Borrowed Words: by Bonnie McClellan


Adam to Eve, later in life,
after babel’s tower fell,
began his speech with borrowed words:
“Oh, my love!”
What world would I not give now
for that eternal, ancient fantasy:
“A loaf of bread, a jug of wine, and thou!”
In the shade of Kunitz’ VERY TREE,
the gentle spark released beneath
lithe pressure of your palm
above my heart
which would break
its fragile net of bone to rest
that narrow distance
closer to your flesh.
Now distracted by quick thoughts
of two french words: “chair” for flesh and “peau” for skin.
The first implying something
more animal/essential; the second softer,
more sensual than elemental:
“chair de ma chair.”
“os de mon os.”
ossature de ma vie.
bone network, calcite frame.
like bread,
like wine;
in my bones singing:
“sang de mon sang”
with each red cell
new marrow-minted.

By bonniemcclellan

Mother, poet, american ex-pat from Texas living in Northern Italy.


    1. The Testing Tree is a beautiful poem, extremely powerful, but I there is another, very early poem by Kunitz on the Platonic notion of “Tree”
      VERY TREE by Stanley Kunitz

      Forget the tube of bark,
      Alliterative leaves,
      Tenacious like a hand
      Gnarled rootage in the dark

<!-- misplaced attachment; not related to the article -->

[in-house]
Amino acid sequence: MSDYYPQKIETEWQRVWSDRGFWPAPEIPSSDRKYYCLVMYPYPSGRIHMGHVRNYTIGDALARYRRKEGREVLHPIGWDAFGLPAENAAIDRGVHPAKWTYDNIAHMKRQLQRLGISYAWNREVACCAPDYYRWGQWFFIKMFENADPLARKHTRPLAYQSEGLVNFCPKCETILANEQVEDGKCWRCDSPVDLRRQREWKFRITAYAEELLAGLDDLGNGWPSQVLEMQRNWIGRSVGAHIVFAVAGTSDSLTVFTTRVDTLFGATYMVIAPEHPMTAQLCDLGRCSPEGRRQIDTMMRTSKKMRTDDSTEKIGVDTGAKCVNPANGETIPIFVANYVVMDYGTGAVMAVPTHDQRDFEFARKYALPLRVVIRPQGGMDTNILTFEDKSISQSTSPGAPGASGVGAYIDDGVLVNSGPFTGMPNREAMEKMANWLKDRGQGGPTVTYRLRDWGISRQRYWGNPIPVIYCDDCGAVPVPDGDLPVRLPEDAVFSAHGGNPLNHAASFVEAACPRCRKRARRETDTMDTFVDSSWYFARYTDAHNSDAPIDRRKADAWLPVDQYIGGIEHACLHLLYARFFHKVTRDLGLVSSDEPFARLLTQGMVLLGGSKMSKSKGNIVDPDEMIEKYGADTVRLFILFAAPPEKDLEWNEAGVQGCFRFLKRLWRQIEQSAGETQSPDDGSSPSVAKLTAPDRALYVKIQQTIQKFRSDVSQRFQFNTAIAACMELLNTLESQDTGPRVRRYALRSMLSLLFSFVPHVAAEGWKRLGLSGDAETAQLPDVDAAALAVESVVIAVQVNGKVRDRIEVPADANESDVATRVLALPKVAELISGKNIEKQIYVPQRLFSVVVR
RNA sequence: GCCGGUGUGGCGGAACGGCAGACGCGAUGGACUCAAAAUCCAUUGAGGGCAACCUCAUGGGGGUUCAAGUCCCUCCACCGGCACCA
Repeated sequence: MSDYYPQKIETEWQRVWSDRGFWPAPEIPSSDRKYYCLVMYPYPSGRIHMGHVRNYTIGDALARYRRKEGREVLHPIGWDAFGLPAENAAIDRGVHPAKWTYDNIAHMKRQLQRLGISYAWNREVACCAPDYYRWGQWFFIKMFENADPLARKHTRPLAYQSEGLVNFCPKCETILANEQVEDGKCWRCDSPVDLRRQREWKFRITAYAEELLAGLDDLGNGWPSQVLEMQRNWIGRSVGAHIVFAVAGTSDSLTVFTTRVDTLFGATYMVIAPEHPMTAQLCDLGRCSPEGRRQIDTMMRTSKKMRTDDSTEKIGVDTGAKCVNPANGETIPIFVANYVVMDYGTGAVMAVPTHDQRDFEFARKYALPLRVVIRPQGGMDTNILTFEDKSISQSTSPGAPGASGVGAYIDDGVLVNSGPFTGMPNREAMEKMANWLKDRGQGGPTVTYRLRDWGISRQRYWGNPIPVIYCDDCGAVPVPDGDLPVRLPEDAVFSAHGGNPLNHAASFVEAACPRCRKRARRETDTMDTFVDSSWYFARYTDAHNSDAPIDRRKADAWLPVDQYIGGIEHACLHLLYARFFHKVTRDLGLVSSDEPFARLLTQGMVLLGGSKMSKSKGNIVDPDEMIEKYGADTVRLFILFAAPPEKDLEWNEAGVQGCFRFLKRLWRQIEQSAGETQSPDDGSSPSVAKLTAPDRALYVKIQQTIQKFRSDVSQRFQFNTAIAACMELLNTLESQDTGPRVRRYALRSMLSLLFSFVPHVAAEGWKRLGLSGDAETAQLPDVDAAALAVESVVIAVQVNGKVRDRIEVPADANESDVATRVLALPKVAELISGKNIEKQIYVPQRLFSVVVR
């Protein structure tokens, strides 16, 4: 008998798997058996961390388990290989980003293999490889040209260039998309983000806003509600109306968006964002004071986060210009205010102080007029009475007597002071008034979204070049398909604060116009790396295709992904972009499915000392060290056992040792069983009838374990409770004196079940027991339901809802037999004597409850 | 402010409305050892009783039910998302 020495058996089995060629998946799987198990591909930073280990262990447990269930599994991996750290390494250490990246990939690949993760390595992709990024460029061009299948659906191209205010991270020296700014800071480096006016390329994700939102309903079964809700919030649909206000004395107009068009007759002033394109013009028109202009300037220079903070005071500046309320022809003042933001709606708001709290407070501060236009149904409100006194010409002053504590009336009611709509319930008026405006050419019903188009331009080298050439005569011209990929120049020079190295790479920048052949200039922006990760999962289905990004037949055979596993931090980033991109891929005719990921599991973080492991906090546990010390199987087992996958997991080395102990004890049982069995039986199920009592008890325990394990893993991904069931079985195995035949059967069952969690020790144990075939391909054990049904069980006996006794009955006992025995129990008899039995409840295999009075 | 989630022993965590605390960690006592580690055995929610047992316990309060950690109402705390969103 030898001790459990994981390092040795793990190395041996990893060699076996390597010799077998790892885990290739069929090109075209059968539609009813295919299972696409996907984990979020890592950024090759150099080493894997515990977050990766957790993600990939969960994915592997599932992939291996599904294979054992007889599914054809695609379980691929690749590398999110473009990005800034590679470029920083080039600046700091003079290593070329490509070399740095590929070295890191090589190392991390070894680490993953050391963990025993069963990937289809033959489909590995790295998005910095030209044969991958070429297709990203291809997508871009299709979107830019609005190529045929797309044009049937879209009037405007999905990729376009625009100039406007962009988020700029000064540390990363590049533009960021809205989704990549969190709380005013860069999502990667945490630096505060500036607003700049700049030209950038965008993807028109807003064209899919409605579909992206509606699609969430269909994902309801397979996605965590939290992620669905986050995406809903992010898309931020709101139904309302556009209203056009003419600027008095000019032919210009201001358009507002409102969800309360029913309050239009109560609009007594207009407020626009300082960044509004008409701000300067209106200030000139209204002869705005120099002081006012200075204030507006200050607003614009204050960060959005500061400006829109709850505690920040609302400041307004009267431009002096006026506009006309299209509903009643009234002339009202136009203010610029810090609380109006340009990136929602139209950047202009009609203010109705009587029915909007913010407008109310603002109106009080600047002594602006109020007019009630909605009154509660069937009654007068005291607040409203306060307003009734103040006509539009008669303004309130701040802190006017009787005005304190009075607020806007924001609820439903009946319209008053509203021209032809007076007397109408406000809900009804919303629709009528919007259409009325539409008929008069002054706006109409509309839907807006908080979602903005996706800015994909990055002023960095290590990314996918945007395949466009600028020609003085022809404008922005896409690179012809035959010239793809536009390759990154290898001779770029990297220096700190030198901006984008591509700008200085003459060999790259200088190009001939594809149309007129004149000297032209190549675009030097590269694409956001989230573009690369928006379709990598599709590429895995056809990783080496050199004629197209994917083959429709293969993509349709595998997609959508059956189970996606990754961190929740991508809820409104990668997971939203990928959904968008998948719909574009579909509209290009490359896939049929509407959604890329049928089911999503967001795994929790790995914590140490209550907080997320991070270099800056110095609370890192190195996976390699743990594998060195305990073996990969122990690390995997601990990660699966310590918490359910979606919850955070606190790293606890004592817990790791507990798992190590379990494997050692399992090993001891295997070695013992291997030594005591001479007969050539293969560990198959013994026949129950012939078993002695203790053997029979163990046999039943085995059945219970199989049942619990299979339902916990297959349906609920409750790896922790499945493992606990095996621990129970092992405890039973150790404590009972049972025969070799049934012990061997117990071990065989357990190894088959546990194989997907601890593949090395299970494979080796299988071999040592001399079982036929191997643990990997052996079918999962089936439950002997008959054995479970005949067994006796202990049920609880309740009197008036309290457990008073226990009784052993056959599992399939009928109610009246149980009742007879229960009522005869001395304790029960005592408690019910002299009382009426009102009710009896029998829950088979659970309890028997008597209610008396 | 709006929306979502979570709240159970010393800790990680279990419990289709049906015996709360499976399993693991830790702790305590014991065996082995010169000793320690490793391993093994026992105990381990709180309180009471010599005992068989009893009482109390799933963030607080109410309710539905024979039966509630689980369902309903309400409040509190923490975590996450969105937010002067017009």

Interior of land.

      Bright incidental bird
      Whose melody is fanned
      Among the bundled sheaves,
      Wild spool of the winding word,
      Reject: and let there be
      Only tree.

      Earth’s absolute arithmetic
      Of being is not in the flowering stick
      Filled with the sperm of sun,
      But in a figure seen
      Behind our eyelids when we close
      Slow petals of the brain
      To match the nights repose.

      Colors pour in and out:
      Here is a timeless structure wrought
      Like the candelabrum of pure thought,
      Stripped of green root and leaf,
      Getting no seed to sprout,

      Yet lovely, lovely,
      God’s Very Tree,
      Form of whose intense inner life
      Abstractly branches to attain
      What glory, Tree, what pain?

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